It is worth examining the likelihood of particular studios working on FMP! season four. Not a surprise to most, the chances of a previous FMP! studio taking the project is high. GONZO is not out of the question since the FMP! creator has ties with the studio. He composed and wrote the series The Tower of Druaga (2008), a project that the FMP! director was also involved in. The studio has a large resume with three Tokyo based offices and currently holds 43 employees. Depending on the schedule, the studio sometimes airs three series a season, sometimes reaching six shows a year. This pattern seems to have reduced this decade with a rough estimate of two series being produced over a twelve month period, which might mean that GONZO is taking more time on its projects.
Due to the inconsistent animation quality that GONZO is infamous for, there are mixed reactions to the idea of GONZO being the main powerhouse. Their better work lies in shows like Full Metal Panic, Last Exile, Kaleido Star and Welcome to the NHK, but even these have dips in frame rates. FMP! season four could potentially be one of the company’s best work if they directed all effort toward the project, but whether that is the case remains to be seen as GONZO has largely fallen off the anime radar in recent years. The most recent hit was Strike Witches, not exactly a jaw dropping series. Other categories which level similar visual quality to GONZO are Madhouse and Sunrise, although these are less likely to be candidates since Shoji Gatou has not worked for them.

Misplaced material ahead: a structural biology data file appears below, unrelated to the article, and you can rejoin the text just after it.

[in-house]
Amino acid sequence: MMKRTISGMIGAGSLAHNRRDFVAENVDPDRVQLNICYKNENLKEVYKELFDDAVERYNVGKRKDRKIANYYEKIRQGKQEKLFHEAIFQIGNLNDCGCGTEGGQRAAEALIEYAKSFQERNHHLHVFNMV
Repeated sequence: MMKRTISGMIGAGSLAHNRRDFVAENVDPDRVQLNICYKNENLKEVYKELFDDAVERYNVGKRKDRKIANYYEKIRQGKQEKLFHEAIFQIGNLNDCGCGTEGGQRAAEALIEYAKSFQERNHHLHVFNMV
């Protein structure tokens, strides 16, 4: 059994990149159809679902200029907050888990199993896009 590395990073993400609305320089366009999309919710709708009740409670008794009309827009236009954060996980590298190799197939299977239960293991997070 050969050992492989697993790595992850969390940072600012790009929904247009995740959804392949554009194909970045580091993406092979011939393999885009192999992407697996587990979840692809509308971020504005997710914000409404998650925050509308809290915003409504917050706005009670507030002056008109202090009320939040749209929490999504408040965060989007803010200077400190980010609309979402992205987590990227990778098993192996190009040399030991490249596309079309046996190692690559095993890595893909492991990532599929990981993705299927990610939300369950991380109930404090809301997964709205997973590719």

What will be a relief of many, including myself, the FMP! creator has had a far closer involvement with Kyoto Animation and this has been a continuous relationship. Not only was he closely part of the FMP! adaptions at the time of their release, Gatou continued to lend his writing talent on episodes of the company’s more successful titles like The Melancholy of Haruhi Suzumiya, Lucky Star and Hyouka. His more recent creation effort was with Amagi Brilliant Park last year with the help of another Full Metal Panic director. Perhaps Gatou did this deliberately with the intention of his FMP! baby being nurtured by this prolific studio, with GONZO as a safety net in case plans fell through. Other studios that may produce the series to a quality standard could be A-1 Pictures, BONES, Ufotable or Trigger, but considering the lack of a working relationship the chances are low. I personally have my fingers nervously crossed for Kyoto Animation and Animate TV encourages readers to be hopeful and look forward to the release of new information, a much needed positive attitude on the elaborate internet.